Wednesday, March 12, 2008

Can a Person Rightly be Silent Regarding the Gospel?

This is a new thought I've been pondering lately: We as American Christians, never having experienced persecution for our faith, and being expedient people as we are, have to be careful against having a too-bold approach in sharing the gospel with unbelievers especially when we are in a foreign culture, especially one where persecution is more the norm. Perhaps it is true here in our own bold culture as well, where people are for the most part walking in darkness and rarely seeing what is to them the unfamiliar light of Christ. This is a very new thought for me, and I am a very unlikely person to think it. I am the one who rushes in where angels fear to tread--too much of the time--and who knows how many people I've clobbered with my Bible (figuratively of course).
The Bible does say to be bold; it says to preach the gospel to every living creature...but it also says to be wise as serpents and as innocent as doves (Matthew 10:16); to not cast our pearls before swine (Matthew 7:6). Jesus and Paul didn't go everywhere and tell everyone everything about coming to salvation; Paul said things about the Spirit restraining him from certain places, such as Asia and Bithynia in Acts 16.
Many times I've heard people say they'd hate to have Jesus come back and have someone they had the opportunity to share the gospel with miss salvation because of their own hesitation. However, I think they put pressure on themselves that way that the Holy Spirit never intended; they end up walking in their own strength and awkwardly blind-siding someone with something the person is not prepared to receive, sometimes increasing the person's hostility to Christ. That's what I did with my brother Mark when I was a brand-new believer. He was visiting us, and I took every opportunity to share things with him that he was nowhere near wanting to hear. He was my captive audience and I clobbered him. At the end he said it was not worth it to visit us, and I haven't seen him since. That was about 17 years ago. Hopefully it could be understood since salvation was still such a new and exciting concept to me, and most new believers are known for such stuff. Still, I regret how aggressive I was, and it would intrigue me to know how things might have gone if I'd followed the Holy Spirit's leading instead...His quiet, gentle light might have been much more effective than my blaring searchlight straight in the face of one who'd known only darkness to that point.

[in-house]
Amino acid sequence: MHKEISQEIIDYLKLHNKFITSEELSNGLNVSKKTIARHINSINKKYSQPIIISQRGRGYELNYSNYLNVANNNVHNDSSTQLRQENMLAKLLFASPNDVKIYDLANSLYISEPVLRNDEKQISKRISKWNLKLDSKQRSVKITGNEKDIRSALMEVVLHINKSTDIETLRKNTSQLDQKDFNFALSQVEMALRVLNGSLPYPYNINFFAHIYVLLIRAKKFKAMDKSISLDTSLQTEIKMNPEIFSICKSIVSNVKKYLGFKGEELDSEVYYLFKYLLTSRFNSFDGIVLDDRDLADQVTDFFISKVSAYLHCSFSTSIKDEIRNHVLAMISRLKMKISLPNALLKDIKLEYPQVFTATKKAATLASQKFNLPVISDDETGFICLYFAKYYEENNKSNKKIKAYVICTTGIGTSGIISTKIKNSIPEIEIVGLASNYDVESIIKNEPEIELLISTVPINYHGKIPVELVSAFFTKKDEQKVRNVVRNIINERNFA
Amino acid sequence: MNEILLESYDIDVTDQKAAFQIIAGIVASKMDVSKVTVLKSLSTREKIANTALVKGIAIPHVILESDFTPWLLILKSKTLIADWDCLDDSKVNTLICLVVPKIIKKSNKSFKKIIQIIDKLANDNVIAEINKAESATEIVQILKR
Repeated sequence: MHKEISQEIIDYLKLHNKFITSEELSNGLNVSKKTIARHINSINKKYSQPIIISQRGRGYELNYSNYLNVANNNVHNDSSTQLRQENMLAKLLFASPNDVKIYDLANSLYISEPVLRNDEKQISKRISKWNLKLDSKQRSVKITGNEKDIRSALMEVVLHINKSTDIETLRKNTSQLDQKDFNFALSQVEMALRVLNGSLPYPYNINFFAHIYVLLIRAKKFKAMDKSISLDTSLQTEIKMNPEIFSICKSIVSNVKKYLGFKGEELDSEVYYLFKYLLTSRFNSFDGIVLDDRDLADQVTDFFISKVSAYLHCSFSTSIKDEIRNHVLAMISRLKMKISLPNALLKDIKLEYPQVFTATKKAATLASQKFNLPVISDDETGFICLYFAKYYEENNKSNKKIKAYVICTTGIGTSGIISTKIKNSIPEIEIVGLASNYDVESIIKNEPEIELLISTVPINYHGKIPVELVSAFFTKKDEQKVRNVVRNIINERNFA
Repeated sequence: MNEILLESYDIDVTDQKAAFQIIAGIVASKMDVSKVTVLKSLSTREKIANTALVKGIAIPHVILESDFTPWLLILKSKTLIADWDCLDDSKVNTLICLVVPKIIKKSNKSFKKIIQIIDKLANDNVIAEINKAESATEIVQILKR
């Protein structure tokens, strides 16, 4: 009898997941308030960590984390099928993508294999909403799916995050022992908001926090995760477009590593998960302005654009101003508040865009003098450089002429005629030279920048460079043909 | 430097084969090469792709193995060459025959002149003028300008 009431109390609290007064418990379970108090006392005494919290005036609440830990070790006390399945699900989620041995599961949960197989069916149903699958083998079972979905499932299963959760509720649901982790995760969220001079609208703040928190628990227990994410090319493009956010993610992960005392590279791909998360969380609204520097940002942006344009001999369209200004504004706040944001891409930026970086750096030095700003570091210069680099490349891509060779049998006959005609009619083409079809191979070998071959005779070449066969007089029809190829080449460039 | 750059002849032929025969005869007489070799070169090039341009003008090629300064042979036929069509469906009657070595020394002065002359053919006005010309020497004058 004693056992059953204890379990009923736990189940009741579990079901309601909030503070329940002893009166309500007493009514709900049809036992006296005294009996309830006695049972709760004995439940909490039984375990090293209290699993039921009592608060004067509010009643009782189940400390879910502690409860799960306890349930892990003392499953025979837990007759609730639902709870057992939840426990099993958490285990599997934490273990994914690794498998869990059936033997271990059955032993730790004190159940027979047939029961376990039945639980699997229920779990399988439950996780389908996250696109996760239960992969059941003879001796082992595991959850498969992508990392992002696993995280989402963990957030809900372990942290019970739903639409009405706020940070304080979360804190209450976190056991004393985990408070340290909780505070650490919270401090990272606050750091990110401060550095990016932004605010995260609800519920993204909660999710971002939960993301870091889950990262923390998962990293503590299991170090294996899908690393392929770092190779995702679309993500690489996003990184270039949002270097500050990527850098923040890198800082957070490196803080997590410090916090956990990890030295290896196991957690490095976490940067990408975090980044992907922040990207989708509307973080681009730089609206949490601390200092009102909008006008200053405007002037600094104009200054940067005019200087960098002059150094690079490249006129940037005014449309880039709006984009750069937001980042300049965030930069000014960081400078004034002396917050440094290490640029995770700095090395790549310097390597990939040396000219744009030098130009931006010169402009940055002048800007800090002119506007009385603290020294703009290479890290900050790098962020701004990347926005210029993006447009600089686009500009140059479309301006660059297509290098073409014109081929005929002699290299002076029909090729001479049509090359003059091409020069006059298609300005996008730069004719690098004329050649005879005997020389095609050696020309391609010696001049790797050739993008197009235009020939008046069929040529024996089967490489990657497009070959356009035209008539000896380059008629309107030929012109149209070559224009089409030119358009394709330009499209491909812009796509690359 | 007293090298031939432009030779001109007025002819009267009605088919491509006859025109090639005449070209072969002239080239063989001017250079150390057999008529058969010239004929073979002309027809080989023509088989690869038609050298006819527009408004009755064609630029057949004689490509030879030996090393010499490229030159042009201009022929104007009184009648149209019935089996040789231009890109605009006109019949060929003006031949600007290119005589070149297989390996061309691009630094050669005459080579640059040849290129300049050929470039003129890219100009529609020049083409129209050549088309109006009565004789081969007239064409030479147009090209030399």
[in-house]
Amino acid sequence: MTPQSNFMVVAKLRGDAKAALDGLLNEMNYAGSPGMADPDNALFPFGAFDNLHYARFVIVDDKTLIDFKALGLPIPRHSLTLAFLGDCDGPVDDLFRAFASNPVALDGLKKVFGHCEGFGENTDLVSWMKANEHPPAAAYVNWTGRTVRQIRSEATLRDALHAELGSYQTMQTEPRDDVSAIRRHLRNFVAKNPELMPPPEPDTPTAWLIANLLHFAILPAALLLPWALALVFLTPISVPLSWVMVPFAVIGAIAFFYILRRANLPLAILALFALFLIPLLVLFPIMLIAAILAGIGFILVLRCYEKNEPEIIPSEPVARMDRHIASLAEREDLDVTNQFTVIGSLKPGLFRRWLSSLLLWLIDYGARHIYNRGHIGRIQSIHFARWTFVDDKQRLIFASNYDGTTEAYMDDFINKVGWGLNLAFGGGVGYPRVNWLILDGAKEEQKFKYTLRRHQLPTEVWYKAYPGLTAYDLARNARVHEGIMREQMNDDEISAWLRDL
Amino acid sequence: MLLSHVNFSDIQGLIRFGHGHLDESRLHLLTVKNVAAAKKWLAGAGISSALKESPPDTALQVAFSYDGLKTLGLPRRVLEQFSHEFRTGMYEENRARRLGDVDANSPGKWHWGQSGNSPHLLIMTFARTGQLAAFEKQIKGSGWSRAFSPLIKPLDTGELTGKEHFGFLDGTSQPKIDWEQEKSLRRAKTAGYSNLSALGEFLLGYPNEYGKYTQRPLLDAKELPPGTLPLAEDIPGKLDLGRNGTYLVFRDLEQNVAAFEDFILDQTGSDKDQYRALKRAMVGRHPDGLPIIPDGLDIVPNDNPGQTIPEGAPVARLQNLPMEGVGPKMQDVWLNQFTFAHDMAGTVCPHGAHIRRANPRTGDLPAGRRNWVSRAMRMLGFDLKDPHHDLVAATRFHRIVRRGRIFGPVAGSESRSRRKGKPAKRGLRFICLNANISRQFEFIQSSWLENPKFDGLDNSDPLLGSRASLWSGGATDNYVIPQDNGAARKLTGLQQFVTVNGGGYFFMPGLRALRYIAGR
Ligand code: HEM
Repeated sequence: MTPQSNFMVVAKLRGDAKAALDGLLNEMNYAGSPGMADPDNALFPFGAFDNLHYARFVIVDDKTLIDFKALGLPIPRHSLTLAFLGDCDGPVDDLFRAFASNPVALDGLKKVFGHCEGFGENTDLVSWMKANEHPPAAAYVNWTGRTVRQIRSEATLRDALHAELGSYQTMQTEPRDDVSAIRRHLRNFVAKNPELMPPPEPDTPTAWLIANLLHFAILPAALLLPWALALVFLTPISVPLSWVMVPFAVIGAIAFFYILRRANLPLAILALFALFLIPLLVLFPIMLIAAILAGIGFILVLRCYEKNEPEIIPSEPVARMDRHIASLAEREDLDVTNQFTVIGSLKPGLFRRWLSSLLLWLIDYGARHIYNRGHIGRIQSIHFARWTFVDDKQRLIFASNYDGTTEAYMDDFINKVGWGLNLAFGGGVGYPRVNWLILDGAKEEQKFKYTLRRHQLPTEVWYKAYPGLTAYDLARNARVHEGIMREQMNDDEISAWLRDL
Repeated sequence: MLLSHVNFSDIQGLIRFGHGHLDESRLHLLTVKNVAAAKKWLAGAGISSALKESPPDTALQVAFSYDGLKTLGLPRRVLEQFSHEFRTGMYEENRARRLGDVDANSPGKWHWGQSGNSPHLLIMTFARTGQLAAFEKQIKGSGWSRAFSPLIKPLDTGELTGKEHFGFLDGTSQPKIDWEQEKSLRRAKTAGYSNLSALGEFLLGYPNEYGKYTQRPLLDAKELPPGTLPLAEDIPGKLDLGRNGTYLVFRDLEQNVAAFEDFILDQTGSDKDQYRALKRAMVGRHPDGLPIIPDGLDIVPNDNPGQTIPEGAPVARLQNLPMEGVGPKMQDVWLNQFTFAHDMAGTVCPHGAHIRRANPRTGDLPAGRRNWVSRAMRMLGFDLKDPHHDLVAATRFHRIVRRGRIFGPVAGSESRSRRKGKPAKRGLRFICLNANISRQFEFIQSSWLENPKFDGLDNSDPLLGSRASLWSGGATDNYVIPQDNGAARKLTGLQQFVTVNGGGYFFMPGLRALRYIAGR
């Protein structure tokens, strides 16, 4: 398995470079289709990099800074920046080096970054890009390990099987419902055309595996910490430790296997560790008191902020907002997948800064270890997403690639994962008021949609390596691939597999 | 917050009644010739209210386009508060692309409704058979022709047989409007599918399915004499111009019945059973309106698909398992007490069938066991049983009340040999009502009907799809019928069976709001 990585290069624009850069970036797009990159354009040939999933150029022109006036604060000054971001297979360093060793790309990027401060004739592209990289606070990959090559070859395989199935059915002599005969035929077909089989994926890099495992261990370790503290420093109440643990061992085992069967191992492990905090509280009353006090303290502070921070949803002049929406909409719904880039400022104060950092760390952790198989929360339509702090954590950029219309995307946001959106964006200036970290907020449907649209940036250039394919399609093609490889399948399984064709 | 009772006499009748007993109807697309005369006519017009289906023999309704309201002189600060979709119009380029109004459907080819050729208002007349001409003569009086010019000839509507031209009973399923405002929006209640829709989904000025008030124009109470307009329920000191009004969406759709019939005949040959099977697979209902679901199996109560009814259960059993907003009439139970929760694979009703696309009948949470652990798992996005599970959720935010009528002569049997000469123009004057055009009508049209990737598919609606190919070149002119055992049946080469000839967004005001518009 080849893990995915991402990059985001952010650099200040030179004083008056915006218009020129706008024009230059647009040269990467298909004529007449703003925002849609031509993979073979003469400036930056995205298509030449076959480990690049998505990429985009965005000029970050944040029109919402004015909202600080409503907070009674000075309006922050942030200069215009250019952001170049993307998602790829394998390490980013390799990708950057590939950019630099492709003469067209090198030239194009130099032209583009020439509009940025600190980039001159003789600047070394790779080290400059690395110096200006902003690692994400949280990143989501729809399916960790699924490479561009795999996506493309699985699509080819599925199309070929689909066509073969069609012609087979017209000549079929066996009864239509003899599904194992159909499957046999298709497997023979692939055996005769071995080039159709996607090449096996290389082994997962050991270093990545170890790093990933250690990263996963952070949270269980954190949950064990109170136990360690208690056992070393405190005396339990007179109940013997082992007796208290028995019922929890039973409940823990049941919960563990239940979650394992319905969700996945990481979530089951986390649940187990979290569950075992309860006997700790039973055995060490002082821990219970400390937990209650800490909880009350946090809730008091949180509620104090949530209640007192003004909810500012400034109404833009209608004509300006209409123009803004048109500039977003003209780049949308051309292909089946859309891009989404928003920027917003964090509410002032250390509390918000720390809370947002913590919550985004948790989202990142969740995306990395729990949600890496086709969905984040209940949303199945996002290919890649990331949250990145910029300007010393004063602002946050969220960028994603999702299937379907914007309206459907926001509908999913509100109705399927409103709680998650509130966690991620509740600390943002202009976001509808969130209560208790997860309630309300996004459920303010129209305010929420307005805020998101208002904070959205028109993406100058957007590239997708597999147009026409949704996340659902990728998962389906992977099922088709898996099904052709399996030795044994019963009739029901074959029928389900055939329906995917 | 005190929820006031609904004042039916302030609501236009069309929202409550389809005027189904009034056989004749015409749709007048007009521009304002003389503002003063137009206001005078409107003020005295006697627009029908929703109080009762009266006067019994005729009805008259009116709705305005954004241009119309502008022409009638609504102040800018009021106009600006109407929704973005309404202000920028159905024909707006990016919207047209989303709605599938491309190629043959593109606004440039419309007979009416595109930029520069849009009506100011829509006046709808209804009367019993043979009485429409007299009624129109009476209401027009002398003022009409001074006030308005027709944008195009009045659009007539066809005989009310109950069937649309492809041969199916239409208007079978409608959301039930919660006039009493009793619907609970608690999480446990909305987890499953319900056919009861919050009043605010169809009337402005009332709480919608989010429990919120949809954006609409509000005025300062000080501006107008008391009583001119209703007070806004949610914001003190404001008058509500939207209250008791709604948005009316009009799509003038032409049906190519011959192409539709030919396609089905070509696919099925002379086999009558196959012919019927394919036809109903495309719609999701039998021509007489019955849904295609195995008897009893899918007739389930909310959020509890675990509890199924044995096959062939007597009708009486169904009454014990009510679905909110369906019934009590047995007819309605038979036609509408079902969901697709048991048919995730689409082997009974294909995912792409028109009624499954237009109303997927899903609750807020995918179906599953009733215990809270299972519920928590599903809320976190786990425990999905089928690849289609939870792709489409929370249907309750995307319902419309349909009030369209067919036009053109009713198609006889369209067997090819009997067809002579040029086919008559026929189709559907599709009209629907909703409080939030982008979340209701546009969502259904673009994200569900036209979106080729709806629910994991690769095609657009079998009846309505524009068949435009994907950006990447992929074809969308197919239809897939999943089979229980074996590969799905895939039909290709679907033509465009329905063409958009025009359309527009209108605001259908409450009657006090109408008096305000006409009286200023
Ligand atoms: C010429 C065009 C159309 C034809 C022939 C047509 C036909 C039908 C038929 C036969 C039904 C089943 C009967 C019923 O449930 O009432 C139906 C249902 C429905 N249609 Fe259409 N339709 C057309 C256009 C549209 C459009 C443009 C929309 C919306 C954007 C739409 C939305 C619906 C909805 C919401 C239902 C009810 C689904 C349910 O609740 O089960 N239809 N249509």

So something inside of me is changing. I think I'm getting more aware of the track I should be on, and the feeling that comes with being off it. It's disheartening to me when I think back at how I pressured myself to do things, thinking that the bolder I was, the greater was my obedience to Christ. It was probably only my own feeling of urgency pressing me on, no doubt causing spiritual havoc in places. I increasingly want to walk in the Spirit of Christ and not in my own flimsy strength, not in the American boldness, and am hoping that I am developing an increased perception and awareness of the difference. Perhaps it will be a more fruitful and genuine walk.

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